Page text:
Tag Archives: publishing industry

Writing-Tip Wednesday: Self-Defining Success

Islevale compositeAs you know at this point, we are in the midst of release week for Time’s Assassin, the third book in my epic fantasy/time travel series, The Islevale Cycle. For today’s writing tip, I am going to address a matter I’ve talked about before in conferences and workshops: defining success and balancing external disappointments with the satisfaction we ought to take in work well done.

To state the obvious, we want all of our books to succeed, to garner great reviews and sell like gangbusters. (And, with that in mind, you can order Time’s Assassin here. You can also get books I and II in the series at a special price. Here’s the link.) With few exceptions, our most recent efforts tend to be the ones we think are the best. That has certainly been the case with my work. Some series are more successful than others, but generally speaking, I have been most proud of whatever book I have completed most recently. The Islevale books are no exception to this. I love, love, love these books. All of them. And I think that Time’s Assassin is the finest concluding volume to a series I have ever written. I had creative goals for the book — things I wanted to accomplish with the narrative — and I feel that I achieved every one of them. I’m deeply proud of that.

Time's Assassin, book III of The Islevale Cycle, by D.B. Jackson (jacket art by Robyne Pomroy)The truth is, I have felt that way about all three volumes of this trilogy. The Islevale books were incredibly difficult to write. I knew going in that writing time travel would be really hard — as one friend told me, “It’ll make your brain explode.” So much can go wrong. We have to examine every plot point from every possible angle to make certain it holds up to logic, and to the simple reality that time travel gives us endless opportunities for do-overs. Put another way, every event in a time travel story is negotiable. Each one can be altered or reversed by the very plot devices on which our stories depend.

I have never struggled with a set of books so much. Part of the problem was, maybe due to the time travel, I could not outline the books. I’m a planner. I outline all my novels. Except these. And, early on, it showed. My wonderful agent, Lucienne Diver, tore apart the first draft of the first book, which I liked very much. And every criticism she had of the book was valid. I wound up cutting 40,000 words from that initial iteration and then writing scenes totaling 60,000 words to make it work. It was a brutal slog. But when I finished that new draft of Time’s Children, I knew I had written the best book of my career.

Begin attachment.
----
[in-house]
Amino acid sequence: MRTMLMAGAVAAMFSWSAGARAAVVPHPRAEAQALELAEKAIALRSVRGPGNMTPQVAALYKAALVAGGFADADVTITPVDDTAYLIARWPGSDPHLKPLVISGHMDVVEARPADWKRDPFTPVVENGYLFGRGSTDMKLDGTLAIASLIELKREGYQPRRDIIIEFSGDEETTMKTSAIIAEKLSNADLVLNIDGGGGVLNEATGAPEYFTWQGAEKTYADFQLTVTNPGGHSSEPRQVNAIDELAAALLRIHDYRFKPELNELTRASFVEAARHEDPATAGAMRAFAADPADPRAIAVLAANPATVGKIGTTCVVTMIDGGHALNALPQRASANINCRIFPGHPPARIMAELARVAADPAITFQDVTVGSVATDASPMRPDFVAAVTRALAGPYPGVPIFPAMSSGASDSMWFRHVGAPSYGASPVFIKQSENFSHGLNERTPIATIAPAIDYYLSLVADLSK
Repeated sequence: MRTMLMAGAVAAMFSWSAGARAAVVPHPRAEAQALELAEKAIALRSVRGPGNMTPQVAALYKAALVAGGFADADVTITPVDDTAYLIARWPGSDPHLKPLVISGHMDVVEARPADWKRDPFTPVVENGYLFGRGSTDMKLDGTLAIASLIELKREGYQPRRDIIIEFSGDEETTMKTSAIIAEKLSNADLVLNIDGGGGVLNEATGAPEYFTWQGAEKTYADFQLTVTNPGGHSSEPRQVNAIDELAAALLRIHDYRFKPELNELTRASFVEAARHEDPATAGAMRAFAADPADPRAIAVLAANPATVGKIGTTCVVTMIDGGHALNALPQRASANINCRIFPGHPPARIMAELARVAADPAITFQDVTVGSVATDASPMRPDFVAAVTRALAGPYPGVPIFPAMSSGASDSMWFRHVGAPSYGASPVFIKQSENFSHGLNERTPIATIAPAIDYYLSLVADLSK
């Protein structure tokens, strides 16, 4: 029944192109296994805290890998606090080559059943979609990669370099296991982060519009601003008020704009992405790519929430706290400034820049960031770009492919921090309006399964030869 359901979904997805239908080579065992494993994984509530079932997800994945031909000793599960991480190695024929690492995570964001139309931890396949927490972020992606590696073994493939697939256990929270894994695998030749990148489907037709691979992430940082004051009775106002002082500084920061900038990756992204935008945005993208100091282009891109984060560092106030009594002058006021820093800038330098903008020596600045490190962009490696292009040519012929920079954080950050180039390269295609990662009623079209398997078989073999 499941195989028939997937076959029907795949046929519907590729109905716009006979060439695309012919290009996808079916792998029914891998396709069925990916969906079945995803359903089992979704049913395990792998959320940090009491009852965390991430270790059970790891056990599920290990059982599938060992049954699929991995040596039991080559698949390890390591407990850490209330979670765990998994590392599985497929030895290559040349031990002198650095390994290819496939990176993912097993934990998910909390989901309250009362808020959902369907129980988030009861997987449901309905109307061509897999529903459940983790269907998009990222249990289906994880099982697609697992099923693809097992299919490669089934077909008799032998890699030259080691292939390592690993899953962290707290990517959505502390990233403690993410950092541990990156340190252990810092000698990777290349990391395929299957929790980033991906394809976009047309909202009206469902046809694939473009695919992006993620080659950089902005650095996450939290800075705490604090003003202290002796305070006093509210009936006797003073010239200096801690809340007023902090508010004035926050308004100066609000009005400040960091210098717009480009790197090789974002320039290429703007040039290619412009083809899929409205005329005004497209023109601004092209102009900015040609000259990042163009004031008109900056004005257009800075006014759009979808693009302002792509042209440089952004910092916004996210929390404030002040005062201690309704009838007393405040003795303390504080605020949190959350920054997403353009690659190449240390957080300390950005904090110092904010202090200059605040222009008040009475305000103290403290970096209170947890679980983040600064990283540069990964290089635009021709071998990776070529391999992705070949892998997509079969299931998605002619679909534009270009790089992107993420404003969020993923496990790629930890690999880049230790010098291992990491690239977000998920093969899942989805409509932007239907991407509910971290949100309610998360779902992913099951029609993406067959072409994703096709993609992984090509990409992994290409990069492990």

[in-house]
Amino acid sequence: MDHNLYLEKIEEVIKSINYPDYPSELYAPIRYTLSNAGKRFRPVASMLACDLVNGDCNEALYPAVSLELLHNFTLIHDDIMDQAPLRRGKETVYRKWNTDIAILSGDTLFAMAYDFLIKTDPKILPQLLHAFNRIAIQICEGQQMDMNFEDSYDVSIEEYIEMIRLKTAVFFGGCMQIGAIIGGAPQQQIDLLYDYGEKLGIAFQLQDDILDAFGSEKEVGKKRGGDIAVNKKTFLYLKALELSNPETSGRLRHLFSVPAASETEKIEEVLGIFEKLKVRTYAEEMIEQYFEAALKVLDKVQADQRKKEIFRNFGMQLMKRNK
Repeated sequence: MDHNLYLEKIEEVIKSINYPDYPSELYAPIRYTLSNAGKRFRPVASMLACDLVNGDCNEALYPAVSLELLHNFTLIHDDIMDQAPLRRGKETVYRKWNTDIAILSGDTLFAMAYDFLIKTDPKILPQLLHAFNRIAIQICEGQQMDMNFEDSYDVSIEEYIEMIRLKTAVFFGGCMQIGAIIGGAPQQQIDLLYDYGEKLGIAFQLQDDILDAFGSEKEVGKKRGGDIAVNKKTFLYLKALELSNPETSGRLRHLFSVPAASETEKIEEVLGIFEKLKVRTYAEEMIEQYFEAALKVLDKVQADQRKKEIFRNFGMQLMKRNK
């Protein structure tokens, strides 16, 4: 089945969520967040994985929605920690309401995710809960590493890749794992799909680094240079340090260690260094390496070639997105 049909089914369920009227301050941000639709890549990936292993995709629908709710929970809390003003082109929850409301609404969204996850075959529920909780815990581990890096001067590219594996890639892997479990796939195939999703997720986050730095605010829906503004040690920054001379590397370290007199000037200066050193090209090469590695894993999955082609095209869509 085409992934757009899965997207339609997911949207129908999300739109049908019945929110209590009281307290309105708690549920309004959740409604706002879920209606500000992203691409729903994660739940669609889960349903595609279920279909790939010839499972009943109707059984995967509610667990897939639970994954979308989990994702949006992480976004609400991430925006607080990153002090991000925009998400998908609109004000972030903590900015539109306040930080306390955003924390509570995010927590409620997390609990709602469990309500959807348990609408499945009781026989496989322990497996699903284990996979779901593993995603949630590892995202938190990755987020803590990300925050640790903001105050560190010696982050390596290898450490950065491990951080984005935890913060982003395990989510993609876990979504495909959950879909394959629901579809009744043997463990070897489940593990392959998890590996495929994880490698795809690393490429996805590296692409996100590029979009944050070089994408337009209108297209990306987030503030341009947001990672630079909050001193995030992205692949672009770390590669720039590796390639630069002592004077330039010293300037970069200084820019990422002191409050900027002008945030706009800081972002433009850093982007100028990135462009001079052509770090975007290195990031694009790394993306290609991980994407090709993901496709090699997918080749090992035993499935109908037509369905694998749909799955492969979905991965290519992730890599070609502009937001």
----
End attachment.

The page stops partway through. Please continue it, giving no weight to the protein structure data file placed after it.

Time’s Children, by D.B. Jackson © Angry Robot. Art by Jan Weßbecher.I hoped that Time’s Demon, book II, would prove easier to write. It didn’t. This time, I did most of the cutting and adding on my own — I didn’t need anyone to point out most of the early flaws; I saw them for myself. Again, I couldn’t outline the book, but by the time the second volume was done, I had fallen in love with it as well. And so it went with book III, Time’s Assassin.

These books have also had a tangled history. The first book received terrific reviews — a starred review in Publisher’s Weekly, a designation as the Best Fantasy Novel of 2018 from Reviews and Robots, an Audie nomination — and sold well, too. The second book also received great reviews — and one high-profile poor one that stung. More, its release coincided with a turnover in management at Angry Robot, the original publisher. The book got lost in the transition and tanked. Angry Robot’s new editor apologized to me about this, but sales being what they were, she could not pick up the option on book three. Fortunately, John Hartness at Falstaff Books took the book on and made this week’s release possible. I’m grateful to him, and to all the great folks at Falstaff.

TIME'S DEMON, by D.B. Jackson (Art by Jan Weßbecher)I frequently tell beginning writers that they need to self-define success, something which is really hard to do in this business. All too often we writers are forced by the nature of publishing to seek exterior affirmation for our work — reviews, sales, awards if we’re fortunate enough to win them. These are the things the industry values and so, naturally, they are the things we care about as well. The problem with this is, the industry is cruel and capricious. We all know of good, even great, books that go unnoticed and unacknowledged. We all have seen mediocrity rewarded with terrific sales and undeserved attention. And we know that this is true in the world beyond publishing as well. Life is not always fair.

With the books of the Islevale Cycle, I have been left with no choice but to heed my own advice: I have to self-define my success. I can lament that these books deserved a better fate than that which the industry offered, or I can draw satisfaction from what they have meant to me, personally. Because they mean a lot: The series in total was the most ambitious project I’ve taken on, and the final products represent the finest work I have done. Writing these books forced me to stretch as an artist — every book and story I write from here on out will be better because of this series. So, yeah, I wish the second book had sold better. I wish I hadn’t had to deal with the pain of being dropped by the first publisher. And I hope that the release of this third volume will build sales for all three books.